The cost of treating high-achieving girls the same as high-achieving boys in Arizona is about $900, and that's simply too much for Republicans in the Arizona House of Representatives.
It's tough luck for those 40 girls, but equality might break the bank, so they'll just have to wait.
Here's the background on this absurd discrimination: Rep. David Gowan, R-Sierra Vista, introduced a bill to give free lifetime fishing licenses to all Arizona boys who've achieved the rank of Eagle Scout.
The Game and Fish Commission objected because the state would lose out on federal dollars, but it suggested a compromise of a reduced-price combo license for hunting and fishing. The full charge is $26.50 annually, and the chair of the Game and Fish Commission suggested a price of perhaps $3 or $4 for Eagle Scouts. Gowan agreed, and the bill headed for a vote before the full House last week.
That's when Rep. Steve Farley, D-Tucson, called the Republicans out.
He proposed an amendment, which failed along party lines, to give cut-rate fishing licenses to all Boy Scouts and Girls Scouts. Jerry Weiers, a Glendale Republican, called that idea "incredibly unintelligent" because the state could not afford it.
Perhaps that's true, but there's absolutely no financial rationale for treating boys who've achieved the rank of Eagle Scout and girls who've earned the Gold Award differently.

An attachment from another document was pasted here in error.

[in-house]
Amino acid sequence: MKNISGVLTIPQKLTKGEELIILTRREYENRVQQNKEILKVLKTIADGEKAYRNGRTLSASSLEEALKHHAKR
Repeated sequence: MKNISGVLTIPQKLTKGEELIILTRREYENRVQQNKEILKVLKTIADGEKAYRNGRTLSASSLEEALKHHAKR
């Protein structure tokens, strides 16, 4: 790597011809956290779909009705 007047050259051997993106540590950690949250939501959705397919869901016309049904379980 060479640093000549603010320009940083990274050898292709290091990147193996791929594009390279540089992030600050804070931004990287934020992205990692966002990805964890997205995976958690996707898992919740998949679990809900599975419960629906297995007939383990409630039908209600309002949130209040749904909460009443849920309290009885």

In Arizona last year, 1,341 boys became Eagle Scouts. The data on Gold Award winners isn't kept in the same calendar-year way, but we tallied 34. To make it a doomsday-case economic loss for the state, call it 40.
Game and Fish hasn't set a price yet, but if it goes with $4 - and if every new Eagle Scout decided to obtain a hunting and fishing license - the discount would cost the state $30,172 in lost revenue.
If all 40 girls wanted the same deal, the state would forgo another $900.
It's certainly true that Arizona needs every nickel and dime it can rake in these days. After all, the Legislature still needs to find another $5 billion to close the gap in its budget over the next 17 months. But to discriminate against Gold Award girls because they'd deny the state $900? We call that incredibly unintelligent.
Alas, the bill giving the price cut to Eagle Scouts only passed the full House 33-23.
All might not be lost for the little ladies, though, if they wait their turn.
Gowan described his Eagle Scout idea as a pilot program "of sort" and said he'd have no problem supporting a price break for girls in a couple of years.
He pointed out that this is the 100th anniversary of the Boy Scouts of America, and in two years the Girls Scouts will celebrate their centennial.
So hold on, girls. If the state isn't bankrupt by then, your representatives might decide $900 is a fair price to pay for equality.
Arizona Daily Star
How they voted
How Southern Arizona House members voted:
Yes: David Gowan, David Stevens, Frank Antenori.
No: Steve Farley, Daniel Patterson, David Bradley, Olivia Cajero
Bedford, Phil Lopes, Matt Heinz, Nancy Young Wright
Did not vote: Vic Williams